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Novel lice treatment threatened by European Parliament vote

The European Parliament will vote tomorrow on whether the maximum residue limit for imidacloprid, the active ingredient in Benchmark's BMK08 lice treatment, should be looked at again. Benchmark's award-winning CleanTreat system removes all chemicals from treatment water before it is returned to the sea. Illustration: Benchmark.
The European Parliament will vote tomorrow on whether the maximum residue limit for imidacloprid, the active ingredient in Benchmark's BMK08 lice treatment, should be looked at again. Benchmark's award-winning CleanTreat system removes all chemicals from treatment water before it is returned to the sea. Illustration: Benchmark.

The European Parliament will vote tomorrow on a resolution by Irish Green MEP Grace O’Sullivan that could potentially hamper Norwegian marketing authorisation for Benchmark’s BMK08 sea lice treatment.

The resolution seeks to amend a European Commission Implementing Regulation made on April 15 which effectively approved BMK08’s use by agreeing maximum residue limits for its active ingredient, imidacloprid, on foodstuffs of animal origin.

O’Sullivan’s resolution, which was passed by the EU’s environment, public health and food safety committee, seeks to reduce that to zero.

Grace O'Sullivan: Wants further examination of imidacloprid impacts.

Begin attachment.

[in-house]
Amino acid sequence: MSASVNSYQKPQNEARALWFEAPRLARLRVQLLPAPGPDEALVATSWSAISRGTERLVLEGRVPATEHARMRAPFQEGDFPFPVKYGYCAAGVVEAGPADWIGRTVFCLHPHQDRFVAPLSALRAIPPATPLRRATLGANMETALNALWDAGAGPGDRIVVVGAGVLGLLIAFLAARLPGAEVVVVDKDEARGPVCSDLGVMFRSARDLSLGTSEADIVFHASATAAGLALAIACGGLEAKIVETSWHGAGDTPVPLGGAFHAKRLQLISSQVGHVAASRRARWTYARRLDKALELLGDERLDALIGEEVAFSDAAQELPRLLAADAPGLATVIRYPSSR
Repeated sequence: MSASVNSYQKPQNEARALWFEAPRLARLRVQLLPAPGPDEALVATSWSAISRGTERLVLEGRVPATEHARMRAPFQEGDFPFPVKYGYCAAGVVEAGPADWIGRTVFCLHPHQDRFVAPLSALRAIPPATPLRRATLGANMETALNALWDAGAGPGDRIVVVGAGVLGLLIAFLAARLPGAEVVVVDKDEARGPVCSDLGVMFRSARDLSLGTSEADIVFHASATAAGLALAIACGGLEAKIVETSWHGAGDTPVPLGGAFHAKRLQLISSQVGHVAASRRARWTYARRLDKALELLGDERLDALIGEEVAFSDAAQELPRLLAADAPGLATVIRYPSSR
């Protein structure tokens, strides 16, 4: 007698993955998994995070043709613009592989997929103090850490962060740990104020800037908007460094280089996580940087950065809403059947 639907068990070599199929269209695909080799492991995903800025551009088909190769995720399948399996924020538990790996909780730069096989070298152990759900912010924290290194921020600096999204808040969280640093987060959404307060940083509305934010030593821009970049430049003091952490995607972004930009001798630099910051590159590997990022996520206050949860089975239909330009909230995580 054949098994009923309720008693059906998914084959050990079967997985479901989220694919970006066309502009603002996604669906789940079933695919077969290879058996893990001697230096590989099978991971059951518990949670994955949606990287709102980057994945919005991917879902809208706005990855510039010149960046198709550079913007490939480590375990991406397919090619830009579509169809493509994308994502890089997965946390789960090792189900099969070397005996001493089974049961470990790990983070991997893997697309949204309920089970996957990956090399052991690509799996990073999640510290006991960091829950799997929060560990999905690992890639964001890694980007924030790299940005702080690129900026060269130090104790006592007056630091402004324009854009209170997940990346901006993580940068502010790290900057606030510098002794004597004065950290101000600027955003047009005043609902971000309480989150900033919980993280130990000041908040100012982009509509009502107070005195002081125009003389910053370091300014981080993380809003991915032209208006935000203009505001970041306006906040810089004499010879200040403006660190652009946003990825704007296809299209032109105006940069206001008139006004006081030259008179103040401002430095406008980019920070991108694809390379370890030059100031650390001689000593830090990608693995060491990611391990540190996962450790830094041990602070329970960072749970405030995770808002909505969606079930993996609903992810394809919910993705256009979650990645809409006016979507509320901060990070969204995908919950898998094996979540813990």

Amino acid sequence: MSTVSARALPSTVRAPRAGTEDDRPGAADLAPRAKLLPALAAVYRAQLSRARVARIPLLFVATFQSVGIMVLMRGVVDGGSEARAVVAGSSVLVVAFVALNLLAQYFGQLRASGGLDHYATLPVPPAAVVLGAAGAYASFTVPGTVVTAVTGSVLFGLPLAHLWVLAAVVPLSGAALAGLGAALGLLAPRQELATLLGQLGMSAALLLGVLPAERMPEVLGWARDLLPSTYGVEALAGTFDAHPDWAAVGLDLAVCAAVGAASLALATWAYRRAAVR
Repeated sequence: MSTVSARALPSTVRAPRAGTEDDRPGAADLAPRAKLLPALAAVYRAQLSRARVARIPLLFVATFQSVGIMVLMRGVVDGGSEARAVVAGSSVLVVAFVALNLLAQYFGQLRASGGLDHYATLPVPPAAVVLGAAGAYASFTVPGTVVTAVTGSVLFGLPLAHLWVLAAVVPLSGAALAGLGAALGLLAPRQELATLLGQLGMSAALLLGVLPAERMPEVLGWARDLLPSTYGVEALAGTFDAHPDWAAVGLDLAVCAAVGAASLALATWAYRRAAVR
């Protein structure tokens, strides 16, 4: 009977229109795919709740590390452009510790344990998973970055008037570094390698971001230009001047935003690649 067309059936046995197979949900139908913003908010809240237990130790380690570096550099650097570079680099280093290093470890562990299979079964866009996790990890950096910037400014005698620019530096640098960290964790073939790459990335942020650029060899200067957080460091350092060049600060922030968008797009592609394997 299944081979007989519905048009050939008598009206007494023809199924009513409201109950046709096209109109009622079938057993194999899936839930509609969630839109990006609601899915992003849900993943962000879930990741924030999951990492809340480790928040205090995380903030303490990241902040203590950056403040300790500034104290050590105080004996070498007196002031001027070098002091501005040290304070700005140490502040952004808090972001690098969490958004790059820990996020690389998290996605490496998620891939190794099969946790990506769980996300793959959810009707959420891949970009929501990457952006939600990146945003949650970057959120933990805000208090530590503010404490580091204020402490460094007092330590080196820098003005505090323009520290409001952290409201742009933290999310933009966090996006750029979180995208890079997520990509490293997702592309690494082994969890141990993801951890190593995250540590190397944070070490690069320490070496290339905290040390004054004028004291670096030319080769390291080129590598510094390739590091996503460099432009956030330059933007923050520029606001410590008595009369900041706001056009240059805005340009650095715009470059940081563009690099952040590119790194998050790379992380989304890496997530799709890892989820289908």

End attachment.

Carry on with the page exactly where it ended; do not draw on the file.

Grace O'Sullivan: Wants further examination of imidacloprid impacts.

It also argues that the risks to the environment of using imidacloprid outweigh the benefits, even though BMK08 is designed to be used in a closed system in a wellboat and only in conjunction with Benchmark’s CleanTreat filter system that scrubs the treatment water clean.

O’Sullivan also wants the public to be given much more information about imidacloprid before it is considered for approval.

The MEP’s resolution refers to a December 2018 EU regulation that “provides that no veterinary medicinal product should be allowed to be placed on the market in the EU unless it has been authorised, and its quality, safety and efficacy have been demonstrated and recognises that improved access to information gives the public the opportunity to express its observations and enables authorities to take due account of those observations”.

The resolution also points out that:

  • a 2011 European Chemicals Agency (ECHA) report on imidacloprid categorises significant toxicity data for aquatic and non-target species.
  • a 2001 EC directive relating to veterinary medical products notes that an application for marketing authorisation must demonstrate that potential hazards are outweighed by the benefits due to efficacy.